Thanks for the feedback. The "live and let live" mentality is actually appealing to me. And I should say I'm really no fan of the stereotypical busybody liberal who will shun you for not wearing the "correct" brand of clothing or who has to drive a prius to fit in or who plasters their car with bumper stickers, as if to convince others of how enlightened and moral and progressive they are; I don't consider them to be intellectuals at all; they are sheep following a different herd, and that is just as much a turn off to me as the in-your-face reactionaries who plaster self-righteous bible quotations and hateful political bumper stickers on their cars, proclaiming Obama to be the anti-christ who is coming to take away their guns and round you up into concentration camps (yes, there are people in my neck of the woods who really believe these things). These people scare me with their ignorance.

And I am less concerned with "fitting in"; I am who I am, and have never bothered to care much what others think. I'm not a people pleaser. On the other hand, it can be lonely to be surrounded with people who may as well be from another planet, not just ideologically, but more importantly in the desire to engage in deep, critical thinking about important issues and discussing them, toward the goal of learning and growing emotionally and intellectually. I find most Americans to be rather shallow, if I can say that without sounding pretentious, and I don't do well with having extended conversations about the weather, celebrity or local gossip, or the latest reality TV show. I don't have cable television, and I don't watch the "news". I'm not into designer clothes or status symbols or expensive cars, and I appreciate folks who are more down to earth in that regard. Atlanta, for example, is the epitome of what I would like to avoid: the culture is highly superficial and very much about keeping up appearances. Yuck.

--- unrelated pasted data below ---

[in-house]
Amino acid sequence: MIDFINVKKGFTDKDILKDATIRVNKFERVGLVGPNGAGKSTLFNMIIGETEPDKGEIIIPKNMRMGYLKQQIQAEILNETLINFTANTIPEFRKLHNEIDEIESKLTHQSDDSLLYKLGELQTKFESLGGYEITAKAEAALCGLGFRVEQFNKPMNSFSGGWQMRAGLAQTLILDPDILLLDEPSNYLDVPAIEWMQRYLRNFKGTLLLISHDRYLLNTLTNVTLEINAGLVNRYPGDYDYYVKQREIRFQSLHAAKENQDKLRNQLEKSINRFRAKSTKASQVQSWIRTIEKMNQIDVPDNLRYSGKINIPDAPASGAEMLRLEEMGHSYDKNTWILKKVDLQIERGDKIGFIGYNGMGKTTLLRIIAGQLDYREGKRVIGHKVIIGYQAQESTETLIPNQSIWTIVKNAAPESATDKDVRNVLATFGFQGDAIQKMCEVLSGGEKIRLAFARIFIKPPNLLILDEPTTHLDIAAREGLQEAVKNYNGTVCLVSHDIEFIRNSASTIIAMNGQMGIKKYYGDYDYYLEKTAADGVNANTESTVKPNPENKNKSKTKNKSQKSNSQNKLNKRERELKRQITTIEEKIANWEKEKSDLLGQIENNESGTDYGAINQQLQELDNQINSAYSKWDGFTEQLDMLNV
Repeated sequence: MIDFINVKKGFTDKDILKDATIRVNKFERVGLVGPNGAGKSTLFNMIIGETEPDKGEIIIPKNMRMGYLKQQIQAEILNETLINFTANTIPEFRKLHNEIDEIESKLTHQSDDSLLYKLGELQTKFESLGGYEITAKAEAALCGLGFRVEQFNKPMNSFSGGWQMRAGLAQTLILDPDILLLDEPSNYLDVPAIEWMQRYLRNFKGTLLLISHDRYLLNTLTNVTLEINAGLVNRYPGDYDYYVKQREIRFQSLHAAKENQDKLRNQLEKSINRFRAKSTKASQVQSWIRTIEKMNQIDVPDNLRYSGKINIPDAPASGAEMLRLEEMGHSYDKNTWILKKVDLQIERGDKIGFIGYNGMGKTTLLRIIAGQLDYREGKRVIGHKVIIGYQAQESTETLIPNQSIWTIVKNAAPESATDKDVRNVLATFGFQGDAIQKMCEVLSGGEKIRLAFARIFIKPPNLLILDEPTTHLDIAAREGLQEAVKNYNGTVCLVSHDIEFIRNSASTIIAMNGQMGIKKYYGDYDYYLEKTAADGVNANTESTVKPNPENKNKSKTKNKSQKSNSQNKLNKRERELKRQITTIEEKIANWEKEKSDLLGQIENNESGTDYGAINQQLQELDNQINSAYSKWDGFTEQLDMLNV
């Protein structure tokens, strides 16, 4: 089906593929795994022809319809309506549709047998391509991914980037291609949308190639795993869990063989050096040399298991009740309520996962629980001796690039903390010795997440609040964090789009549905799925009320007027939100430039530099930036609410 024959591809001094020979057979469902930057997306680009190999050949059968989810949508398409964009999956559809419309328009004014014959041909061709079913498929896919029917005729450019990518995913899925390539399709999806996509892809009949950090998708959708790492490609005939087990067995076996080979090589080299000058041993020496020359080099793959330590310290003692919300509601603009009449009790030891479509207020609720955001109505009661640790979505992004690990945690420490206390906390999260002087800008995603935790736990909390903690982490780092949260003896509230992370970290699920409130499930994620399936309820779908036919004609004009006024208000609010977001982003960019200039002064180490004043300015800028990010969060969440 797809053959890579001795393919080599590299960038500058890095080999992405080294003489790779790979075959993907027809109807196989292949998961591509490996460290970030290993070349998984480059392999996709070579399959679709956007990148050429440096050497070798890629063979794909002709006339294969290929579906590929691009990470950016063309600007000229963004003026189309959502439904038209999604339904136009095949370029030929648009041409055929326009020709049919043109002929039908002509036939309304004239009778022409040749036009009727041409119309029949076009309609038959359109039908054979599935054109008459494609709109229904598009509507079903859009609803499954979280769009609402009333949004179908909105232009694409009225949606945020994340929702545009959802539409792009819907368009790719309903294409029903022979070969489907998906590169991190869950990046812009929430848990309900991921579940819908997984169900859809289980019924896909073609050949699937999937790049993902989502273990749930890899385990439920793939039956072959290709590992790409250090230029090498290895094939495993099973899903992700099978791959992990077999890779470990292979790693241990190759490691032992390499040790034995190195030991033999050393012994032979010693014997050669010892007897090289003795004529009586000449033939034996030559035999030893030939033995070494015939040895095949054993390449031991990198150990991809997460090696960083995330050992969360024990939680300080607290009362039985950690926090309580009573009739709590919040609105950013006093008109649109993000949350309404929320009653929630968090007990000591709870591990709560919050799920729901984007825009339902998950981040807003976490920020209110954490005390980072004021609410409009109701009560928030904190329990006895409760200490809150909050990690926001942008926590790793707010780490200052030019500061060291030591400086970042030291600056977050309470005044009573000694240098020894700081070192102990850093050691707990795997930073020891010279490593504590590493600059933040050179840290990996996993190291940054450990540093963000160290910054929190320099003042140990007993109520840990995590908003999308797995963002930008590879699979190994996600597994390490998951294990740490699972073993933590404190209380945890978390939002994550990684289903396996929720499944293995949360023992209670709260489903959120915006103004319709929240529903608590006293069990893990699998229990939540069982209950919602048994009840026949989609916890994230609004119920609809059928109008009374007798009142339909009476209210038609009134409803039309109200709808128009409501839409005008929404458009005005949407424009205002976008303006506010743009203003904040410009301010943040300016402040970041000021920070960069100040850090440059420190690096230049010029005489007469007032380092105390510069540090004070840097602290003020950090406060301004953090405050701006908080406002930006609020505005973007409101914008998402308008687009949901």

And I seriously doubt that you are left of me on political spectrum (although I find the whole left/right thing a bit of a false dichotomy). On the other hand, I do enjoy deep conversations about human psychology and political philosophy and spiritual and religious philosophy, not in a dogmatic kind of way, where two people talk over each other while exchanging their biases, superstitions, and uninformed opinions, but in the sense of being genuinely curious about learning something new. That's what drives me: a thirst for knowledge and wisdom and personal growth.

Anyway, I'm rambling, but you're right, it's difficult to pin down, and I was just trying to provide a more nuanced description of where I'm coming from. There is no utopia, to be sure, but it certainly helps to be around people that you can relate to and connect with in meaningful ways, not just as strangers exchanging pleasantries.
 
Old 08-06-2015, 09:26 AM
 
742 posts, read 830,734 times
Reputation: 533
Just for some further clarification: